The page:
It’s the grade-school notebook you find rummaging through your dresser drawers, riddled with absent-minded doodles and penciled tessellations that meander across its wide-ruled pages. Mostly improvised and scrawled onto 4-track tape, Orange Cake Mix’s At the Record Shop is a gallery of charming song sketches, terse and skeletal, that revel in their own raw spontaneity. Recorded at the turn of the millennium, Jim Rao’s lo-fi transmissions sound neither dated nor overly hip – they instead lie in a snug middle ground between Sentridoh’s percussive folk strummers and the emogaze of Teen Suicide – the tape¬†is chock-full of tinny lead guitars that melt atop warm vocal harmonies. Imagine the fusion of a higher-fi Barlow and a twangier Mac Demarco: Orange Cake Mix is timeless, unobtrusive and perfect for zoning out to in the late evening.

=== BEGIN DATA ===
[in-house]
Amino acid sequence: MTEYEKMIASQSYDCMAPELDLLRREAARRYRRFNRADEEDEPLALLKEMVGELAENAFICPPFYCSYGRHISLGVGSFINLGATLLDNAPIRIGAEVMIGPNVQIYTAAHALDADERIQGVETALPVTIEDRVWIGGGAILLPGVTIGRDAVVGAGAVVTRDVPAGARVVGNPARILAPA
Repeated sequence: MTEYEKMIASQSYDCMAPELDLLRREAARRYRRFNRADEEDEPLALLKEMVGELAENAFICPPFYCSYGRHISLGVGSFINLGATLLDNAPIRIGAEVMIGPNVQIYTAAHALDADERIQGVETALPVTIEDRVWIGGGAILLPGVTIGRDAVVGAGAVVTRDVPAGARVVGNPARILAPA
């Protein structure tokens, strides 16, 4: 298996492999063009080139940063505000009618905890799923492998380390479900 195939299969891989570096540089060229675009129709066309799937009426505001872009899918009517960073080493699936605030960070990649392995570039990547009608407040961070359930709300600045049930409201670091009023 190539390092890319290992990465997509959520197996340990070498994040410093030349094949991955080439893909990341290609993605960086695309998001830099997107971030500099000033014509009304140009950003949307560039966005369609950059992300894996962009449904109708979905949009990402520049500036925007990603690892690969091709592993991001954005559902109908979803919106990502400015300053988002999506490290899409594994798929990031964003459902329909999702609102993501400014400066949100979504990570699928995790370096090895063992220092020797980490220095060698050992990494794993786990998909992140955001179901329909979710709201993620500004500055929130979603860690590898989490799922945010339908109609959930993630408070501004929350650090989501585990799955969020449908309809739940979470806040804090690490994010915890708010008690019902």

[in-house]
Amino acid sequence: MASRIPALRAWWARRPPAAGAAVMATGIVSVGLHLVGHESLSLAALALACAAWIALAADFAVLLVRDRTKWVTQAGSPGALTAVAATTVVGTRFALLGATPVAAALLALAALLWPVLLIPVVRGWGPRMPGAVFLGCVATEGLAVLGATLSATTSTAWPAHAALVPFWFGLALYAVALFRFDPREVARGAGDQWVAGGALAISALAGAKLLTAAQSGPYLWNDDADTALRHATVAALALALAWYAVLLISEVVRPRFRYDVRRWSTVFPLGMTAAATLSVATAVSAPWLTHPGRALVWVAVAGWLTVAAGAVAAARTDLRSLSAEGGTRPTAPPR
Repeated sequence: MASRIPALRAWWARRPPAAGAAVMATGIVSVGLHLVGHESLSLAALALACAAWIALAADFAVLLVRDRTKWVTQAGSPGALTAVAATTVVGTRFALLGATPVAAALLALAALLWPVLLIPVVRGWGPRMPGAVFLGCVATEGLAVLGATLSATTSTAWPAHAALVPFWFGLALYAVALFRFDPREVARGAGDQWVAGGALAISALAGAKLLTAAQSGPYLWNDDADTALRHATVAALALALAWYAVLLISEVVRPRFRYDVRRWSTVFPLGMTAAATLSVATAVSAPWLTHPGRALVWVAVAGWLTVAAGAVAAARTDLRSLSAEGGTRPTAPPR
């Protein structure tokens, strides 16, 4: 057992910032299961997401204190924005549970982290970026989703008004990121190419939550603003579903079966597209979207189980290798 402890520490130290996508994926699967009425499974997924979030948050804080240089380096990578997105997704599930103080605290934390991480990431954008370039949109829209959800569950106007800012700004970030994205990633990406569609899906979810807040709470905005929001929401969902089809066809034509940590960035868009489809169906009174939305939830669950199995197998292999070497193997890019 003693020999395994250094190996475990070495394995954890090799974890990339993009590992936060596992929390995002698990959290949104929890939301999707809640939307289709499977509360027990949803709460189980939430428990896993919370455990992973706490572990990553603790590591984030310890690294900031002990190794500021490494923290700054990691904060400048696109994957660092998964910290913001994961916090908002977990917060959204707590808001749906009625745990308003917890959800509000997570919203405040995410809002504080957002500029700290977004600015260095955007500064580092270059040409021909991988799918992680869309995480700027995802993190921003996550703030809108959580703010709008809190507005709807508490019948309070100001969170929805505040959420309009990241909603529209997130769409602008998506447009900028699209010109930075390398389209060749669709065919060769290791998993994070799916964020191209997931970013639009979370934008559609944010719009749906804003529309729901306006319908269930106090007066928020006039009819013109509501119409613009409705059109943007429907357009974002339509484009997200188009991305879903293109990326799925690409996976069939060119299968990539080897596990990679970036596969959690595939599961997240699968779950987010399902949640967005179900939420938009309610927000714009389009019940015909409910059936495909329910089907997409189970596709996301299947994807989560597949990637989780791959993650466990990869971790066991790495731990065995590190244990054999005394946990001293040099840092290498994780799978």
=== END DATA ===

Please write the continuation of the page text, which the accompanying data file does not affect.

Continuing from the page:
Fuzz-soaked space rock drones like “Movement of Light” and the woozy “Space I’m In” are the tape’s best first impressions, but lately I’ve been returning to the handful of new-agey synth-scapes that litter the record. “Theme From Certron” crackles with retro sci-fi fuzz, sending aqueous tones out into a reverb abyss while “Casio Drone” swirls with Atari sound effects like a Van Gogh night sky. Acting as the glue that holds At The Record Shop¬†together, these atmospheric meditations give the listener room to breathe admist the smattering of fractured ideas. It’s a beautiful mess that’s a joy to traverse.
The cassette edition of the album comes in a sturdy cardboard sleeve, hand-painted polka dots gracing its cover. You can grab your copy here!
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